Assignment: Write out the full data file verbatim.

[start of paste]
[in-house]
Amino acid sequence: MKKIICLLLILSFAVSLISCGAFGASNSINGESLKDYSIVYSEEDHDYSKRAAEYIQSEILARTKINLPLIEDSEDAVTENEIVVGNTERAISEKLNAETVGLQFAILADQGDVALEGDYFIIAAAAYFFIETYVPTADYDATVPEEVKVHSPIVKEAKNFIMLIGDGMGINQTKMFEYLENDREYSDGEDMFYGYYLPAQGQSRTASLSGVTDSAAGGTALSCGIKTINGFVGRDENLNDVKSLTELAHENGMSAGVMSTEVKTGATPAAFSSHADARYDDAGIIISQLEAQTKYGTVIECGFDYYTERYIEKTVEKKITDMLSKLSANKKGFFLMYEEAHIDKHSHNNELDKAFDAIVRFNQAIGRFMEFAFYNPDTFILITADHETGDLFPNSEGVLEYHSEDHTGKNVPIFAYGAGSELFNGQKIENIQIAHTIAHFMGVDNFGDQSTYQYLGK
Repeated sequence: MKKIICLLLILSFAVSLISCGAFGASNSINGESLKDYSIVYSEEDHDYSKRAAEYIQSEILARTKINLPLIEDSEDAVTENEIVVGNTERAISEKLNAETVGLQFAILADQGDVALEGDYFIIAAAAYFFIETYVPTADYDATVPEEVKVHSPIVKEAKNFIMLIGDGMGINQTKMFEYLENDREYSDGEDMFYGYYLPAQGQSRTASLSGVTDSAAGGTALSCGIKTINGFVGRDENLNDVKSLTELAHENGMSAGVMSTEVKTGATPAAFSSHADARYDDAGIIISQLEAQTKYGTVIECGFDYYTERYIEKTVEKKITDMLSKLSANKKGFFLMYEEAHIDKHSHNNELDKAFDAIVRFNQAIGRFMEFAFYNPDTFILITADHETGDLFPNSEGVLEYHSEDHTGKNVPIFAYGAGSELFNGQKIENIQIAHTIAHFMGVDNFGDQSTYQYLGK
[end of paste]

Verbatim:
[in-house]
Amino acid sequence: MKKIICLLLILSFAVSLISCGAFGASNSINGESLKDYSIVYSEEDHDYSKRAAEYIQSEILARTKINLPLIEDSEDAVTENEIVVGNTERAISEKLNAETVGLQFAILADQGDVALEGDYFIIAAAAYFFIETYVPTADYDATVPEEVKVHSPIVKEAKNFIMLIGDGMGINQTKMFEYLENDREYSDGEDMFYGYYLPAQGQSRTASLSGVTDSAAGGTALSCGIKTINGFVGRDENLNDVKSLTELAHENGMSAGVMSTEVKTGATPAAFSSHADARYDDAGIIISQLEAQTKYGTVIECGFDYYTERYIEKTVEKKITDMLSKLSANKKGFFLMYEEAHIDKHSHNNELDKAFDAIVRFNQAIGRFMEFAFYNPDTFILITADHETGDLFPNSEGVLEYHSEDHTGKNVPIFAYGAGSELFNGQKIENIQIAHTIAHFMGVDNFGDQSTYQYLGK
Repeated sequence: MKKIICLLLILSFAVSLISCGAFGASNSINGESLKDYSIVYSEEDHDYSKRAAEYIQSEILARTKINLPLIEDSEDAVTENEIVVGNTERAISEKLNAETVGLQFAILADQGDVALEGDYFIIAAAAYFFIETYVPTADYDATVPEEVKVHSPIVKEAKNFIMLIGDGMGINQTKMFEYLENDREYSDGEDMFYGYYLPAQGQSRTASLSGVTDSAAGGTALSCGIKTINGFVGRDENLNDVKSLTELAHENGMSAGVMSTEVKTGATPAAFSSHADARYDDAGIIISQLEAQTKYGTVIECGFDYYTERYIEKTVEKKITDMLSKLSANKKGFFLMYEEAHIDKHSHNNELDKAFDAIVRFNQAIGRFMEFAFYNPDTFILITADHETGDLFPNSEGVLEYHSEDHTGKNVPIFAYGAGSELFNGQKIENIQIAHTIAHFMGVDNFGDQSTYQYLGK